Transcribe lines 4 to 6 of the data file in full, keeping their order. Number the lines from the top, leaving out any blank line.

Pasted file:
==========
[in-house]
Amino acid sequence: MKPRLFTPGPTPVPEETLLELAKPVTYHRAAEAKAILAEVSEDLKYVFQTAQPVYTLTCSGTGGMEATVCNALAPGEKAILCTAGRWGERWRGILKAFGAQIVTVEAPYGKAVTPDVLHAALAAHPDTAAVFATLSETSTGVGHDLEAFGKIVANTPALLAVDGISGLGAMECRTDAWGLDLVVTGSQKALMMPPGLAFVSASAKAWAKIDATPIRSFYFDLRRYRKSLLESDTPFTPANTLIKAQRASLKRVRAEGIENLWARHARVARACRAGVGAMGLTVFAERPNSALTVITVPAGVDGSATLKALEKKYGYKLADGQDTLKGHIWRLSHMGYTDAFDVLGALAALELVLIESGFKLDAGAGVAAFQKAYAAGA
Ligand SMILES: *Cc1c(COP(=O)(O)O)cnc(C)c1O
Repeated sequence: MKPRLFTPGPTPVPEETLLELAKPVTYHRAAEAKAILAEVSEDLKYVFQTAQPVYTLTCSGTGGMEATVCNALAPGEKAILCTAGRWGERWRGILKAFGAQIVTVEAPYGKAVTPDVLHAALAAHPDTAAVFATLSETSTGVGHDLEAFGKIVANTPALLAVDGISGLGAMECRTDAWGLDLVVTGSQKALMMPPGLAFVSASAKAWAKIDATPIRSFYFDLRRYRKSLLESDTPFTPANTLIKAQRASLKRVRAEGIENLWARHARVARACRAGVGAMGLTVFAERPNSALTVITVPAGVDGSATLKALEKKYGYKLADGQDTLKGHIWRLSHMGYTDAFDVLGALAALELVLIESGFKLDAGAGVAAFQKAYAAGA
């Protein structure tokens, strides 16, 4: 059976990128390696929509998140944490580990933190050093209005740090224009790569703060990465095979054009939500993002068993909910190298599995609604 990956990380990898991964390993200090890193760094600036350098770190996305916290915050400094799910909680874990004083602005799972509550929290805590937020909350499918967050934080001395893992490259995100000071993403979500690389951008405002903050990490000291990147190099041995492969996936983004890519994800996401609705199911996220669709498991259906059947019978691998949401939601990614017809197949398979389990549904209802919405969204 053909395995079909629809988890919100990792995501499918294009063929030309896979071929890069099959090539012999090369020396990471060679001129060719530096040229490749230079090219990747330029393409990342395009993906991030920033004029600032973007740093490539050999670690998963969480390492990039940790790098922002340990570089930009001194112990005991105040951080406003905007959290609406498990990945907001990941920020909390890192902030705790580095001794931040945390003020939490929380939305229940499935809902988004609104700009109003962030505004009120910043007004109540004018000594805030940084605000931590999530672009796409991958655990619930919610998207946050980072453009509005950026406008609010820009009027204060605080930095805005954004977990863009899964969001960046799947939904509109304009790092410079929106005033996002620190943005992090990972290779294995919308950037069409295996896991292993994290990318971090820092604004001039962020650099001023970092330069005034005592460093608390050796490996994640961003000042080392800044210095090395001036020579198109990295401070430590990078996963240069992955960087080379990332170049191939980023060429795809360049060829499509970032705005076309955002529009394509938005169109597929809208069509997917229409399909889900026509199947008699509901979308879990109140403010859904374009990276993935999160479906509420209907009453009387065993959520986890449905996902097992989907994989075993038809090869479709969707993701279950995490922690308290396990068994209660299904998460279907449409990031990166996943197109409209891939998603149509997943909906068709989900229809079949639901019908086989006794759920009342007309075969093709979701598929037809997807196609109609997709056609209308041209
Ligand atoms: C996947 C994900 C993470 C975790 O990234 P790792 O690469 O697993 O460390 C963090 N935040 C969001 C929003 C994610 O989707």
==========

Repeated sequence: MKPRLFTPGPTPVPEETLLELAKPVTYHRAAEAKAILAEVSEDLKYVFQTAQPVYTLTCSGTGGMEATVCNALAPGEKAILCTAGRWGERWRGILKAFGAQIVTVEAPYGKAVTPDVLHAALAAHPDTAAVFATLSETSTGVGHDLEAFGKIVANTPALLAVDGISGLGAMECRTDAWGLDLVVTGSQKALMMPPGLAFVSASAKAWAKIDATPIRSFYFDLRRYRKSLLESDTPFTPANTLIKAQRASLKRVRAEGIENLWARHARVARACRAGVGAMGLTVFAERPNSALTVITVPAGVDGSATLKALEKKYGYKLADGQDTLKGHIWRLSHMGYTDAFDVLGALAALELVLIESGFKLDAGAGVAAFQKAYAAGA
């Protein structure tokens, strides 16, 4: 059976990128390696929509998140944490580990933190050093209005740090224009790569703060990465095979054009939500993002068993909910190298599995609604 990956990380990898991964390993200090890193760094600036350098770190996305916290915050400094799910909680874990004083602005799972509550929290805590937020909350499918967050934080001395893992490259995100000071993403979500690389951008405002903050990490000291990147190099041995492969996936983004890519994800996401609705199911996220669709498991259906059947019978691998949401939601990614017809197949398979389990549904209802919405969204 053909395995079909629809988890919100990792995501499918294009063929030309896979071929890069099959090539012999090369020396990471060679001129060719530096040229490749230079090219990747330029393409990342395009993906991030920033004029600032973007740093490539050999670690998963969480390492990039940790790098922002340990570089930009001194112990005991105040951080406003905007959290609406498990990945907001990941920020909390890192902030705790580095001794931040945390003020939490929380939305229940499935809902988004609104700009109003962030505004009120910043007004109540004018000594805030940084605000931590999530672009796409991958655990619930919610998207946050980072453009509005950026406008609010820009009027204060605080930095805005954004977990863009899964969001960046799947939904509109304009790092410079929106005033996002620190943005992090990972290779294995919308950037069409295996896991292993994290990318971090820092604004001039962020650099001023970092330069005034005592460093608390050796490996994640961003000042080392800044210095090395001036020579198109990295401070430590990078996963240069992955960087080379990332170049191939980023060429795809360049060829499509970032705005076309955002529009394509938005169109597929809208069509997917229409399909889900026509199947008699509901979308879990109140403010859904374009990276993935999160479906509420209907009453009387065993959520986890449905996902097992989907994989075993038809090869479709969707993701279950995490922690308290396990068994209660299904998460279907449409990031990166996943197109409209891939998603149509997943909906068709989900229809079949639901019908086989006794759920009342007309075969093709979701598929037809997807196609109609997709056609209308041209
Ligand atoms: C996947 C994900 C993470 C975790 O990234 P790792 O690469 O697993 O460390 C963090 N935040 C969001 C929003 C994610 O989707």